William Walker, Malawi, pictured in centre, building a snowman with friends at Mount Trenchard
MANY people may have been suffering from ‘cabin fever’ while stuck at home in the snow last week, but for those in rural direct provision centres, cabin fever is an everyday reality.
In fact, the snow was a welcome change of speed for the residents at Mount Trenchard, Foynes, many of whom come from countries where the weather is quite the opposite.
Like almost everyone else in Ireland, the asylum seekers took to the outdoors last Friday to play in the snow. At nearly 40 years old, William Walker, from Malawi, had never seen snow before.
“I very much enjoyed it, it was nice,” he told the Limerick Leader. “It was the first time in my life seeing snow like this. I was playing in the snow like a baby!” he said.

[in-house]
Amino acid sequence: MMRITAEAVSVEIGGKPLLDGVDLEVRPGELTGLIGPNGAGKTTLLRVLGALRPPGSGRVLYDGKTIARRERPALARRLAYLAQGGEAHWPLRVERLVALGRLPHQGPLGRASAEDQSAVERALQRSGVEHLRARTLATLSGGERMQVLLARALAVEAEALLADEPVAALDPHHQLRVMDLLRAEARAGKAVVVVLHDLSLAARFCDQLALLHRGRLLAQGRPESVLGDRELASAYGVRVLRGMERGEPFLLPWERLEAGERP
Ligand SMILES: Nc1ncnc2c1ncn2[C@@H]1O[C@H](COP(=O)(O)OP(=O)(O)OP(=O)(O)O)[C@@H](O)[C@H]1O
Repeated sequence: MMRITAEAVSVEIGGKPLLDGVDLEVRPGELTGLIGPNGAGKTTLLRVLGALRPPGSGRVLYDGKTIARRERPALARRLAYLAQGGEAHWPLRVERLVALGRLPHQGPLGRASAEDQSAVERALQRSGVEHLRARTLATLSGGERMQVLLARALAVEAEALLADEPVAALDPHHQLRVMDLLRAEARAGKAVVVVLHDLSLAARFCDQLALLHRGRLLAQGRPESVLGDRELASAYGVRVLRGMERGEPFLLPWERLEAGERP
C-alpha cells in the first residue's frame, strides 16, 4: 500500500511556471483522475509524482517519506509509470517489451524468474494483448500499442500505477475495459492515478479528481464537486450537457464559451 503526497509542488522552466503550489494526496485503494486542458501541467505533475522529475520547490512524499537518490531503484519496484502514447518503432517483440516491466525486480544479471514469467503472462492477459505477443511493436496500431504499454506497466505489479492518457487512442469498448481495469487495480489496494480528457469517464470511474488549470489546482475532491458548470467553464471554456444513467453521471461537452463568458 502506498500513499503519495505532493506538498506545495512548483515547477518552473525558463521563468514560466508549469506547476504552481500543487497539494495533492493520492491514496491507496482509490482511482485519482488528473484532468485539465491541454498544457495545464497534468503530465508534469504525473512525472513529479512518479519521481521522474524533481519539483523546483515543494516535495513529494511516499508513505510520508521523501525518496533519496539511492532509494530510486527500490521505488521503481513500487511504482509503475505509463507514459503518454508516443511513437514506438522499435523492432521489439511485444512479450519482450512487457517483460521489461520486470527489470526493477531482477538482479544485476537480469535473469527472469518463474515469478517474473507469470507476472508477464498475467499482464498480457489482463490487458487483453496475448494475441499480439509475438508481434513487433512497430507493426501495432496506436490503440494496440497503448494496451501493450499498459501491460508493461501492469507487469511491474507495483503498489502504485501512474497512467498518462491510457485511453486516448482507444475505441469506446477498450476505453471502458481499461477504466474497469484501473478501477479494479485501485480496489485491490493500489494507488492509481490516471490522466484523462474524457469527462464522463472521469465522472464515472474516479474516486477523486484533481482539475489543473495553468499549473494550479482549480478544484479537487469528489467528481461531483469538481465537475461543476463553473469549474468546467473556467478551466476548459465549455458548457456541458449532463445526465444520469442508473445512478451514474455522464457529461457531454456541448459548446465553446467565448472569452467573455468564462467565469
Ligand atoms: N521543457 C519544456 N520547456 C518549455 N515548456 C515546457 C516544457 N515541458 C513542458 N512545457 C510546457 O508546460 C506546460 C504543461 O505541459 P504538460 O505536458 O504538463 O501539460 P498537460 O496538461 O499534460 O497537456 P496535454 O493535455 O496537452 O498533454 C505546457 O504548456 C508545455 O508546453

William, who used to work in the motor industry, has been in Ireland for three years, and as an asylum seeker, is unable to work. Some of the residents at Mount Trenchard fill their days with a limited range of courses available to them.
“I’m just stuck here, not doing any course right now. But I am willing to do so, because I feel I have wasted so much of my time doing nothing, time that will never come back,” he said.
“I feel very bad. Back home I used to be busy always, and I was used to that. But now it’s three solid years doing nothing. I feel bad most of my days, I always have sleepless nights, I pray that God could do something fast for me,” added William.
Asylum seekers in Ireland are fed and housed in direct provision centres while they await refugee status, but the process often takes years. They receive a weekly allowance of €21.60, and are not allowed to work in most circumstances.